TORONTO, Jan. 10, 2012 /CNW/ - In a new study from the Centre for
Addiction and Mental Health (CAMH), people with schizophrenia showed greater brain activity during tests that induce a brief, mild
form of delusional thinking. This effect wasn't seen in a comparison
group without schizophrenia.
The study appears in the December issue of Biological Psychiatry.
"We studied a type of delusion called a delusion of reference, which
occurs when people feel that external stimuli such as newspaper
articles or strangers' overheard conversations are about them," says
CAMH Scientist Dr. Mahesh Menon, adding that this type of delusion
occurs in up to two-thirds of people with schizophrenia. "Then they
come up with an explanation for this feeling to make sense of it or
give it meaning."
The study was an initial exploration of the theory that the overactive
firing of dopamine neurons in specific brain regions is involved in
converting neutral, external information into personally relevant
information among people with schizophrenia. This may lead to symptoms
of delusions. "We wanted to see if we could find a way to 'see' these
delusions during Magnetic Resonance Imaging scanning," says Dr. Menon.
The senior author of the study is Dr. Shitij Kapur, dean and head of
the Institute of Psychiatry in the U.K.
A better understanding of the brain activity and thinking patterns
leading to delusions could point the way to more focused treatment
options, the researchers say.
The study results are based on 14 people with a schizophrenia diagnosis
and 15 people in a control group. Participants were presented with 60
statements while in an MRI scanner. For each statement, they were asked
whether they felt it was about them.
Twenty statements were specific to each participant, and included
details taken from initial screening interviews. The remaining 40
statements were generic, and evenly divided between statements that
were neutral ("he collects CDs") or that had an emotional connotation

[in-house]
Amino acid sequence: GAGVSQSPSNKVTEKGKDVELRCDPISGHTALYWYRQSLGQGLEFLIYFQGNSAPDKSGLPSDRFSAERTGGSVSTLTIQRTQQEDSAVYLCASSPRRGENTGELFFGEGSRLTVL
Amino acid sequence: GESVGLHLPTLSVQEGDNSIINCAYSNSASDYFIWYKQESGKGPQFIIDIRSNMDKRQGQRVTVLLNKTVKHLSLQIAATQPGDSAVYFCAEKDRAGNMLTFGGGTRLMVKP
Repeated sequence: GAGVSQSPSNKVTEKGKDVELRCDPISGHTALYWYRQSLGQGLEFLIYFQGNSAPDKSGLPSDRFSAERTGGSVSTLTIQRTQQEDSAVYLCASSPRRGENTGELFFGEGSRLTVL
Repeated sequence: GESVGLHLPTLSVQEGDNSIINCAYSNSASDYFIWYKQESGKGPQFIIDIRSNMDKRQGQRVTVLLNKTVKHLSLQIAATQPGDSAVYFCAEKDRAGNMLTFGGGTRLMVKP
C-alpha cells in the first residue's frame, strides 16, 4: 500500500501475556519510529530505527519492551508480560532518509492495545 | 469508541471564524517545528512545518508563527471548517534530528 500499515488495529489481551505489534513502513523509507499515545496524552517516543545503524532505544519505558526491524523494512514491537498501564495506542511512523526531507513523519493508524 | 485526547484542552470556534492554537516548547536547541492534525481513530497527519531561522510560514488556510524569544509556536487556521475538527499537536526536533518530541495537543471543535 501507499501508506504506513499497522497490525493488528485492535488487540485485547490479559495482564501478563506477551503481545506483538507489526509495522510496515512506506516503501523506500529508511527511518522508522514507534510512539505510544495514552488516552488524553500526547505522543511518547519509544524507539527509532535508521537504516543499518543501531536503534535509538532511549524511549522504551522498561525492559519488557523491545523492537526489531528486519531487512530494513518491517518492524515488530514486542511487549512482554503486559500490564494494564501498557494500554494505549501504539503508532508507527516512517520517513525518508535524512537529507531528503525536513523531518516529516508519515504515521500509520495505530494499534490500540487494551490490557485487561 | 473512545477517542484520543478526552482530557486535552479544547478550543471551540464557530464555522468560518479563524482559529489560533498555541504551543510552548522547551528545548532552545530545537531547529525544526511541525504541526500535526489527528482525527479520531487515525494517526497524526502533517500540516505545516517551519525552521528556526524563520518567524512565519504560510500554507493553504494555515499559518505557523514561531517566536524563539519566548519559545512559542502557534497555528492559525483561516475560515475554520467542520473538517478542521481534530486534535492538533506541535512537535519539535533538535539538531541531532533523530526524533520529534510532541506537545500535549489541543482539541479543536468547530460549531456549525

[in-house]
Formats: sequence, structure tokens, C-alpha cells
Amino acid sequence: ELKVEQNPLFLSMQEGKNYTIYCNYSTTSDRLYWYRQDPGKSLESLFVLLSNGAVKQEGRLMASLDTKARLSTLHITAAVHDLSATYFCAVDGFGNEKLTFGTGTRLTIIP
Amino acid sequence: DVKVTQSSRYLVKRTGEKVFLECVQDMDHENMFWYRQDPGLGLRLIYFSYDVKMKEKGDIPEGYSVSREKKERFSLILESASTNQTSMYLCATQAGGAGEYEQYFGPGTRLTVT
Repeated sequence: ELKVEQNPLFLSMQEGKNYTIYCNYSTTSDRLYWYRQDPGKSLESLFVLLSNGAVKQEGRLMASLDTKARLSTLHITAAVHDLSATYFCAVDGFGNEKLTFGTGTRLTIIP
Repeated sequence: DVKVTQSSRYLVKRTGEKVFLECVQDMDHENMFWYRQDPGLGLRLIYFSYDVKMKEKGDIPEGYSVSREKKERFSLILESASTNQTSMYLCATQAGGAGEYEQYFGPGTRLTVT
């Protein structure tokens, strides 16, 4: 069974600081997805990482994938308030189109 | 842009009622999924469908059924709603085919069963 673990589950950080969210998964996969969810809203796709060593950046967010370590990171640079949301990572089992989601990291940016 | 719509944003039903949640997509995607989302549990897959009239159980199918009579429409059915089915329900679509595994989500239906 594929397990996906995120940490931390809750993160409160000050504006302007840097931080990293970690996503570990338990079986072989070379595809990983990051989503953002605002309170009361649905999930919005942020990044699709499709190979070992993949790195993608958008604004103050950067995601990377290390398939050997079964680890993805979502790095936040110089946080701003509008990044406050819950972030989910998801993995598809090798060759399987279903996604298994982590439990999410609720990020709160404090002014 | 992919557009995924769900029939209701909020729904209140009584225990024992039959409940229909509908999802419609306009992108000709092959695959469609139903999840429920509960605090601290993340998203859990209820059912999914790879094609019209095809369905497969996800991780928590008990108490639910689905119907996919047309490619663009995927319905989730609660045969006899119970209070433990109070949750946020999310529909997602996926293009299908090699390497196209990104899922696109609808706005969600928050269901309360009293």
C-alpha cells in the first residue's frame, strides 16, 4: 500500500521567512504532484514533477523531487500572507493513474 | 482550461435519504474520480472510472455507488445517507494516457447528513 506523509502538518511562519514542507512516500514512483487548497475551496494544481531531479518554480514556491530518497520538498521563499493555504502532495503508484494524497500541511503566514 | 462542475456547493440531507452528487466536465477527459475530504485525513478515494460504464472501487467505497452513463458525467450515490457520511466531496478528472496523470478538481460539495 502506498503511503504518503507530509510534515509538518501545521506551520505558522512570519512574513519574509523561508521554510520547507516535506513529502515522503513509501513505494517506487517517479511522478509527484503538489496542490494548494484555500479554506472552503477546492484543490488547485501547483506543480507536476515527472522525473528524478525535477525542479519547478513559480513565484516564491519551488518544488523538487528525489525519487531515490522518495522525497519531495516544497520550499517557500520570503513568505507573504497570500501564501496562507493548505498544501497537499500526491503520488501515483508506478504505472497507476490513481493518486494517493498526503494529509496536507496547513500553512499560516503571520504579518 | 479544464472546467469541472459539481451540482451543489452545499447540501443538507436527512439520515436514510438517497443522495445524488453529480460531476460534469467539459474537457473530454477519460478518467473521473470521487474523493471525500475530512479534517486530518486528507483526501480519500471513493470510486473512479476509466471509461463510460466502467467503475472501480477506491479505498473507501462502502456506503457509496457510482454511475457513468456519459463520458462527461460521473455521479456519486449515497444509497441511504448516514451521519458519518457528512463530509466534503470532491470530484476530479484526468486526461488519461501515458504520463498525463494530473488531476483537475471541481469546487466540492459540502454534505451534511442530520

("everybody hates her").
People with schizophrenia and in the comparison group were just as
likely to agree that personalized statements were about themselves.
However, those with schizophrenia were significantly more likely to say
that the generic statements referred to them. "The participants with
schizophrenia had a harder time telling the difference between
personally relevant and non-relevant statements," says Dr. Menon.
When participants agreed a statement was personal, specific brain areas
"lit up" in the scanner, indicating activity in these areas. Among
those with schizophrenia, this brain activity occurred even when they
said "no" to a statement that was not about them, suggesting that they
had greater difficulty in distinguishing what was self-relevant to what
The brain regions with activity included the cortical midline structures
(such as the medial prefrontal cortex and anterior cingulate cortex),
as well as regions like the insula and ventral striatum. These areas
are connected to the brain's dopamine regions, or are involved in
introspective and emotional processing - which fit the researchers'
The control group, which was more likely to respond "no" to irrelevant
statements, showed little brain activity in response to generic
Even when people with schizophrenia agreed a generic statement was not about them, they took longer to respond and the difference in certain
brain activity levels was not as great as in the control group.
Once these processes are better understood, approaches such as
attentional retraining therapy, or repetitive transcranial magnetic stimulation (rTMS) may be explored possible treatments of delusions. rTMS is a
non-invasive form of brain stimulation currently used for depression
Further research is needed to expand on these initial findings. For
instance, patients in this study were all taking anti-psychotic
medication. Other studies could look at people early in illness who are
not on medication, and could also follow people over time, before and
after they take medication.
It is estimated that one person in 100 develops schizophrenia, a
disturbance of the brain's functioning that can seriously impact the
way people think, feel and relate to others. Some people diagnosed with
schizophrenia recover almost completely, while others need treatment
and support for the rest of their lives.
The Centre for Addiction and Mental Health (CAMH) is Canada's largest
mental health and addiction teaching hospital, as well as one of the
world's leading research centres in the area of addiction and mental
health. CAMH combines clinical care, research, education, policy
development and health promotion to help transform the lives of people
affected by mental health and addiction issues.
CAMH is fully affiliated with the University of Toronto, and is a Pan
American Health Organization/World Health Organization Collaborating
SOURCE Centre for Addiction and Mental Health
For further information:
Media Contact: Michael Torres, Media Relations, CAMH; 416-595-6015